Punica granatum. 'Parfianka' has won the taste tests at numerous California venues over the past few years. No wonder. Another Turkmenistan selection by Dr. Levin, the same inspired botanist who brought us 'Desertnyi,' 'Parfianka' bears at an early age and what fruit it bears! The large globes are almost like a Gravenstein apple, with streaks of amber and dark red. The arils are large, bright red, and contain soft edible seeds. The juice has a perfect balance of sweet and tart. And the plant can be pruned to stay under 8' tall. Ripens in early October and grows well in most areas. Grown in 4" x 9" pots, this is a new crop, twig-like top growth about 12" tall with well-developed rootball, dormant as of January 2023.
Punica granatum. 'Ambrosia' has the largest fruit of any pomegranate, so if you're after super-sized fruit, this variety is for you. These shiny cerise globes can be three times the size of other varieties, yet the flavor of the juice and seeds is just as intense as any other pomegranate. 'Ambrosia' is a very adaptable variety. It grows well in cool summer conditions along the Pacific coast, as well as hot summer areas through Zone 8. About 3' tall and bushy in 4 in. x 9 in. containers as of July 2021. OUT OF STOCK.
Punica granatum. 'Granada' is a bud mutation of 'Wonderful', with darker red flowers and earlier ripening, typically in August. Juice is deeply sweet without a cloying finish. Fruit, both inside and out, is a luscious burgundy color. The crown is red even when the rest of the unripe fruit is green. Hummingbirds fight over ownership of this pomegranate tree. This is a new crop as of January 2023, top growth about 15" tall, full rootball, dormant. Grown in 4" x 9" pots.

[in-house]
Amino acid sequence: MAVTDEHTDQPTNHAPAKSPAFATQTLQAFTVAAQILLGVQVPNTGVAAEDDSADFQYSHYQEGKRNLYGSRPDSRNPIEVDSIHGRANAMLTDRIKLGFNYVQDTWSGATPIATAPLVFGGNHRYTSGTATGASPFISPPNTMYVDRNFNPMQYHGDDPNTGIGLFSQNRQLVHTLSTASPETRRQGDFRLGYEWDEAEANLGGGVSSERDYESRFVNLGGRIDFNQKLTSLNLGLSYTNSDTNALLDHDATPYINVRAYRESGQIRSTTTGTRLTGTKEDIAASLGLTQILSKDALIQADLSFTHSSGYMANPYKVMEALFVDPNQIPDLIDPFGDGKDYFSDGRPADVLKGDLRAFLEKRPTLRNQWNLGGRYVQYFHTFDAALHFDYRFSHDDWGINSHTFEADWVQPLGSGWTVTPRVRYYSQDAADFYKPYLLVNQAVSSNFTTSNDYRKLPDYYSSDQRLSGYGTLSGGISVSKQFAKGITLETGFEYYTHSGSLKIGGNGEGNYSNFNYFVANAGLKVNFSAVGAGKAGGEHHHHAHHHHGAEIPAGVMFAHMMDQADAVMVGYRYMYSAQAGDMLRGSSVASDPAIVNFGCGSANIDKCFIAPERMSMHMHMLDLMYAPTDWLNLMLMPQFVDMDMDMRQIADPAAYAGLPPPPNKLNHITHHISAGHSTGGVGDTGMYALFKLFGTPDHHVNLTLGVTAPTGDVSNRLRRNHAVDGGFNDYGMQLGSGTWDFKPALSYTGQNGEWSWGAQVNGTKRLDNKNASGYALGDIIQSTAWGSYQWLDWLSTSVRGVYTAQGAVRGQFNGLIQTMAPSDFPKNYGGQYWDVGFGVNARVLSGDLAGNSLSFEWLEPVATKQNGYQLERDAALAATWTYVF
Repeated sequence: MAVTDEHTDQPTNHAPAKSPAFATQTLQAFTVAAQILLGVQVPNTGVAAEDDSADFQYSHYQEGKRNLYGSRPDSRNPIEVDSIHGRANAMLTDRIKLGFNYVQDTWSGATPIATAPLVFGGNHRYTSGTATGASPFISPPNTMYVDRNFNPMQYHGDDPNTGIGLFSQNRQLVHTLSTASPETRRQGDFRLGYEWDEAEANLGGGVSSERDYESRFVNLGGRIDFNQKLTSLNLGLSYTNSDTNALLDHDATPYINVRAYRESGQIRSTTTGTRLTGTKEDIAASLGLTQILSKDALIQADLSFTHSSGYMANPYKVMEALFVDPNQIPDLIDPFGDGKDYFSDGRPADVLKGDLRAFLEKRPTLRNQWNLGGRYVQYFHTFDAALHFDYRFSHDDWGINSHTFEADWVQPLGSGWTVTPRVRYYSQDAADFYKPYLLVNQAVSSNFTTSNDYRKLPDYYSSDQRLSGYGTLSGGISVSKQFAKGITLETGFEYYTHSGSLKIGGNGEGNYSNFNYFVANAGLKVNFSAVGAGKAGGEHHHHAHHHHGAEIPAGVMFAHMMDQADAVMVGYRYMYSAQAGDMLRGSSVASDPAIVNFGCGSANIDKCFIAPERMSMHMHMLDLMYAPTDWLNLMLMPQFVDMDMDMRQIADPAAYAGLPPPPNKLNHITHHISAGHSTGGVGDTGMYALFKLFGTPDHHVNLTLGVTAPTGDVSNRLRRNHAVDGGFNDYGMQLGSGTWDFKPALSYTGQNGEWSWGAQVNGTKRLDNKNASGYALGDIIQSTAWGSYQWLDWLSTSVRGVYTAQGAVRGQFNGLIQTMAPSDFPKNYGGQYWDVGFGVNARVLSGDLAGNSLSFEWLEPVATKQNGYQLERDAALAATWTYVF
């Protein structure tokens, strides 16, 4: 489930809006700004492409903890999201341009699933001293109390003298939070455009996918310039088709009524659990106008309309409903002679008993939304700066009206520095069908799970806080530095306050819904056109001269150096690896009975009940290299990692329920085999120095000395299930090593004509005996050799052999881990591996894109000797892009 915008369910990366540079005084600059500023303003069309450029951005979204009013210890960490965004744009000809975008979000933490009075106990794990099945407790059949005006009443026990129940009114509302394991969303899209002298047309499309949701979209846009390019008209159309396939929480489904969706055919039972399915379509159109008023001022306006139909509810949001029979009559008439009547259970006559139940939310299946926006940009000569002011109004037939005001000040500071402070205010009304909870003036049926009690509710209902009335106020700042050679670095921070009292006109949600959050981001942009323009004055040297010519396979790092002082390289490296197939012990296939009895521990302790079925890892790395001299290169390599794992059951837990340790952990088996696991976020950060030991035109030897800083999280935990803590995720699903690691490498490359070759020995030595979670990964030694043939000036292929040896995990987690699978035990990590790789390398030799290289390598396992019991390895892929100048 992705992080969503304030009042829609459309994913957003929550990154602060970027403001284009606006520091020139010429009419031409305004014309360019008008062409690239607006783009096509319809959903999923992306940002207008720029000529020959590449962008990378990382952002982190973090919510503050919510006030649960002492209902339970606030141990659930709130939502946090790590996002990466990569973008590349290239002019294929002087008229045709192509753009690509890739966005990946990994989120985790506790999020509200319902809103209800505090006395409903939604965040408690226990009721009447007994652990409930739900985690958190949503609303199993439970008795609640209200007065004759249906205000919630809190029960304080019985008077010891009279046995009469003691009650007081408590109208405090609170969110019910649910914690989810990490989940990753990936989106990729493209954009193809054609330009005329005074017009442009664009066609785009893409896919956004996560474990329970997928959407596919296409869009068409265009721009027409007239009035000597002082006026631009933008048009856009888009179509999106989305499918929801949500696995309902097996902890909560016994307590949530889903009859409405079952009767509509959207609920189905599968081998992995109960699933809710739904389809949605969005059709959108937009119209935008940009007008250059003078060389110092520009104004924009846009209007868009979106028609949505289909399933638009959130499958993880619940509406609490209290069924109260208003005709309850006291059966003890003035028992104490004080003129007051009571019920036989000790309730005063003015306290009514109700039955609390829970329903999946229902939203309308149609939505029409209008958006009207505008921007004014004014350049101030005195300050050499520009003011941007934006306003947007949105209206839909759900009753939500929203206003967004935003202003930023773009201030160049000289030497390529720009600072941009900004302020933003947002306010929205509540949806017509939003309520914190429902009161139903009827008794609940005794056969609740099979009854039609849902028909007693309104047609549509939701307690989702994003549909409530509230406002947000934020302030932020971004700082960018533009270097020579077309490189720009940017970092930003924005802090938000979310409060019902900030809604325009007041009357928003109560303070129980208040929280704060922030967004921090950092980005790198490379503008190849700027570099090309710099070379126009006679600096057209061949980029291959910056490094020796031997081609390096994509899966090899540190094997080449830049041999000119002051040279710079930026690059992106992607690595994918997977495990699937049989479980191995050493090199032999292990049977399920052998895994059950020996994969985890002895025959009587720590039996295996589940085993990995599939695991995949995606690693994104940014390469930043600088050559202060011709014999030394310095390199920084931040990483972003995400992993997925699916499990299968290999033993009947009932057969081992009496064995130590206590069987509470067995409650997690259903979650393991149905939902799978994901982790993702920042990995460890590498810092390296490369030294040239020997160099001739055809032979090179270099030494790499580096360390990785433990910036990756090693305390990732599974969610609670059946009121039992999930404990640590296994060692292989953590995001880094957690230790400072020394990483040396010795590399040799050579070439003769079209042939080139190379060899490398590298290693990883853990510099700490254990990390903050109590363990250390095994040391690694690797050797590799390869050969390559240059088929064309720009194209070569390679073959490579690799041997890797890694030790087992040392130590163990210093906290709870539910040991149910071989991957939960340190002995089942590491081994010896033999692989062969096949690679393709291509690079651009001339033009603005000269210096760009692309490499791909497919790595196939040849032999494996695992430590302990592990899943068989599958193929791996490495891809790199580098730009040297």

Punica granatum. 'Eversweet' combines nearly seedless pale pink arils with a clear, very sweet juice that will not stain your marble counters. Pink globes ripen early to midseason. Adaptable variety suitable for coastal and inland areas. Spring flower display is terrific, with large tangerine flowers worthy of any mixed border. Grown in 4" x 9" pots, plants are pruned to about 2' tall, dormant as of December 2020. OUT OF STOCK.
Punica granatum. 'Sweet' pomegranates make smaller trees than other varieties, so this one does well in pots. Copper-red blossoms in late spring are followed by pink globes that have the sweetest juice of all. Soft arils, few seeds, similar to Eversweet. Will grow well in cool-summer locations. 3' tall plants, dormant as of January 2023. Grown in 4" x 9" grow pots.
Punica granatum 'Favorite.' Who knew pomegranates could survive in Russia? That's the birthplace of this cultivar, which has withstood temperatures down to 10 degrees (above F) in the U.S. Many orange-red blossoms produce light red fruit, smaller than 'Wonderful' but slightly sweeter. Grown in 1 gal containers, trees are about 3' tall, bushy, dormant as of January 2023.